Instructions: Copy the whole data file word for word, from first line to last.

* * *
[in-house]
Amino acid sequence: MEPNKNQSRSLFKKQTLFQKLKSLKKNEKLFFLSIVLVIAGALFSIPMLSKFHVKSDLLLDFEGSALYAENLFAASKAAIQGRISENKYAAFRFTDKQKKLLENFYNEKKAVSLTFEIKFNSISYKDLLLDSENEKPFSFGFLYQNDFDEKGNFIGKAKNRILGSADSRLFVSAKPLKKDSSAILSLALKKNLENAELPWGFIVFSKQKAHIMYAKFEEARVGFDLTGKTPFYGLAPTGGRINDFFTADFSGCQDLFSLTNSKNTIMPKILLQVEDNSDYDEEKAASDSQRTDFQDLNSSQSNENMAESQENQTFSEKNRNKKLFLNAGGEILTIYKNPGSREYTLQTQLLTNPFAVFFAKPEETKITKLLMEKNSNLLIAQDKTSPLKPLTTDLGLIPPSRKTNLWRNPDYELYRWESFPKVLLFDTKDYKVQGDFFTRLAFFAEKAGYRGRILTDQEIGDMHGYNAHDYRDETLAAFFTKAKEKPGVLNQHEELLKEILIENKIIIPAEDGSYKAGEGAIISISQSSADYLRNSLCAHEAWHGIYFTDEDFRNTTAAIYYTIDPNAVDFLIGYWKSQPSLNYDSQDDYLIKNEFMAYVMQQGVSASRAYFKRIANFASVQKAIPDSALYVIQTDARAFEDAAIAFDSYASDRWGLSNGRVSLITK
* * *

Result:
[in-house]
Amino acid sequence: MEPNKNQSRSLFKKQTLFQKLKSLKKNEKLFFLSIVLVIAGALFSIPMLSKFHVKSDLLLDFEGSALYAENLFAASKAAIQGRISENKYAAFRFTDKQKKLLENFYNEKKAVSLTFEIKFNSISYKDLLLDSENEKPFSFGFLYQNDFDEKGNFIGKAKNRILGSADSRLFVSAKPLKKDSSAILSLALKKNLENAELPWGFIVFSKQKAHIMYAKFEEARVGFDLTGKTPFYGLAPTGGRINDFFTADFSGCQDLFSLTNSKNTIMPKILLQVEDNSDYDEEKAASDSQRTDFQDLNSSQSNENMAESQENQTFSEKNRNKKLFLNAGGEILTIYKNPGSREYTLQTQLLTNPFAVFFAKPEETKITKLLMEKNSNLLIAQDKTSPLKPLTTDLGLIPPSRKTNLWRNPDYELYRWESFPKVLLFDTKDYKVQGDFFTRLAFFAEKAGYRGRILTDQEIGDMHGYNAHDYRDETLAAFFTKAKEKPGVLNQHEELLKEILIENKIIIPAEDGSYKAGEGAIISISQSSADYLRNSLCAHEAWHGIYFTDEDFRNTTAAIYYTIDPNAVDFLIGYWKSQPSLNYDSQDDYLIKNEFMAYVMQQGVSASRAYFKRIANFASVQKAIPDSALYVIQTDARAFEDAAIAFDSYASDRWGLSNGRVSLITK